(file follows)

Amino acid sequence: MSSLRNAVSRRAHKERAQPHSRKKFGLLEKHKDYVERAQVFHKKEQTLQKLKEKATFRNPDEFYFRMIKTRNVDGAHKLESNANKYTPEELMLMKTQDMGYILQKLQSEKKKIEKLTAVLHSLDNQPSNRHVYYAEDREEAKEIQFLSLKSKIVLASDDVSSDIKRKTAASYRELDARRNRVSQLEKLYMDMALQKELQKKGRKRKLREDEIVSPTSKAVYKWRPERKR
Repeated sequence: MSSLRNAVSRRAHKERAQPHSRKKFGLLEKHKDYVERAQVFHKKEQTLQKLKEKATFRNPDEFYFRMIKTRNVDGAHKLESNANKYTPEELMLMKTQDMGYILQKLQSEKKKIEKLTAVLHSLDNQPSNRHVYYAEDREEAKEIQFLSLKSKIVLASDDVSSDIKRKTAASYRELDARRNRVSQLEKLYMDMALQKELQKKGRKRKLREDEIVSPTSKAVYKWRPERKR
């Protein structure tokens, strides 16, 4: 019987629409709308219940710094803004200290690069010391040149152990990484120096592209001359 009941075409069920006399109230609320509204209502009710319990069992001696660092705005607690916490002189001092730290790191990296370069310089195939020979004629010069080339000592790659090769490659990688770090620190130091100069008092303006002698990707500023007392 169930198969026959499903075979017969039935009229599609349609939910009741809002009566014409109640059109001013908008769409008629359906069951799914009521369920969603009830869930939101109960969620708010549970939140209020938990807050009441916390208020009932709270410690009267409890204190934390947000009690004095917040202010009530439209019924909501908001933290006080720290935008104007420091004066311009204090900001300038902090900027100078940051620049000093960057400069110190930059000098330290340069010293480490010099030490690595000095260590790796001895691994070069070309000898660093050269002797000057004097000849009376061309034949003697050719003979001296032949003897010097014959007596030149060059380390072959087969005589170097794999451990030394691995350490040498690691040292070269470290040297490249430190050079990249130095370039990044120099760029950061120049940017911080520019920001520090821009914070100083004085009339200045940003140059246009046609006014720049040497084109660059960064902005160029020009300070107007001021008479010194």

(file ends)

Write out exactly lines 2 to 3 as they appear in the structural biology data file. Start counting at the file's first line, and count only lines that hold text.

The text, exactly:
Repeated sequence: MSSLRNAVSRRAHKERAQPHSRKKFGLLEKHKDYVERAQVFHKKEQTLQKLKEKATFRNPDEFYFRMIKTRNVDGAHKLESNANKYTPEELMLMKTQDMGYILQKLQSEKKKIEKLTAVLHSLDNQPSNRHVYYAEDREEAKEIQFLSLKSKIVLASDDVSSDIKRKTAASYRELDARRNRVSQLEKLYMDMALQKELQKKGRKRKLREDEIVSPTSKAVYKWRPERKR
């Protein structure tokens, strides 16, 4: 019987629409709308219940710094803004200290690069010391040149152990990484120096592209001359 009941075409069920006399109230609320509204209502009710319990069992001696660092705005607690916490002189001092730290790191990296370069310089195939020979004629010069080339000592790659090769490659990688770090620190130091100069008092303006002698990707500023007392 169930198969026959499903075979017969039935009229599609349609939910009741809002009566014409109640059109001013908008769409008629359906069951799914009521369920969603009830869930939101109960969620708010549970939140209020938990807050009441916390208020009932709270410690009267409890204190934390947000009690004095917040202010009530439209019924909501908001933290006080720290935008104007420091004066311009204090900001300038902090900027100078940051620049000093960057400069110190930059000098330290340069010293480490010099030490690595000095260590790796001895691994070069070309000898660093050269002797000057004097000849009376061309034949003697050719003979001296032949003897010097014959007596030149060059380390072959087969005589170097794999451990030394691995350490040498690691040292070269470290040297490249430190050079990249130095370039990044120099760029950061120049940017911080520019920001520090821009914070100083004085009339200045940003140059246009046609006014720049040497084109660059960064902005160029020009300070107007001021008479010194």